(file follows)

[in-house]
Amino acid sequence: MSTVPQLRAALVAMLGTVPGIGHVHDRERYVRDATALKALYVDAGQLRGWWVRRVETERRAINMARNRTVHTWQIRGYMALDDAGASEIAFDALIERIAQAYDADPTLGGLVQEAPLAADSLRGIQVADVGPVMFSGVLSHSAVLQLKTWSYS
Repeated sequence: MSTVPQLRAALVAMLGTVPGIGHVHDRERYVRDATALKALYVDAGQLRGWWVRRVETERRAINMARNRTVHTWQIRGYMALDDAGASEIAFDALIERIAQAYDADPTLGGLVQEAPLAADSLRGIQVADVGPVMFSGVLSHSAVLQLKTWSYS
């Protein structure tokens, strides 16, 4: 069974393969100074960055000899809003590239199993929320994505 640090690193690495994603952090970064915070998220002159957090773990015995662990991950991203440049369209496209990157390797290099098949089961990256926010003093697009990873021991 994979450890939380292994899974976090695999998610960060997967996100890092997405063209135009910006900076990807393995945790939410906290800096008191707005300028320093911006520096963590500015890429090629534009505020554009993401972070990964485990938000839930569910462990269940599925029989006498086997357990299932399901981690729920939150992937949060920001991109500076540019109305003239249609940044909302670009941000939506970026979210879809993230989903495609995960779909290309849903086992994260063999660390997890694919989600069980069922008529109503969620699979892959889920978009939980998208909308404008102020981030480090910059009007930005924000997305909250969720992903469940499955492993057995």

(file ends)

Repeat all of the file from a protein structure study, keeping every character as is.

[in-house]
Amino acid sequence: MSTVPQLRAALVAMLGTVPGIGHVHDRERYVRDATALKALYVDAGQLRGWWVRRVETERRAINMARNRTVHTWQIRGYMALDDAGASEIAFDALIERIAQAYDADPTLGGLVQEAPLAADSLRGIQVADVGPVMFSGVLSHSAVLQLKTWSYS
Repeated sequence: MSTVPQLRAALVAMLGTVPGIGHVHDRERYVRDATALKALYVDAGQLRGWWVRRVETERRAINMARNRTVHTWQIRGYMALDDAGASEIAFDALIERIAQAYDADPTLGGLVQEAPLAADSLRGIQVADVGPVMFSGVLSHSAVLQLKTWSYS
């Protein structure tokens, strides 16, 4: 069974393969100074960055000899809003590239199993929320994505 640090690193690495994603952090970064915070998220002159957090773990015995662990991950991203440049369209496209990157390797290099098949089961990256926010003093697009990873021991 994979450890939380292994899974976090695999998610960060997967996100890092997405063209135009910006900076990807393995945790939410906290800096008191707005300028320093911006520096963590500015890429090629534009505020554009993401972070990964485990938000839930569910462990269940599925029989006498086997357990299932399901981690729920939150992937949060920001991109500076540019109305003239249609940044909302670009941000939506970026979210879809993230989903495609995960779909290309849903086992994260063999660390997890694919989600069980069922008529109503969620699979892959889920978009939980998208909308404008102020981030480090910059009007930005924000997305909250969720992903469940499955492993057995």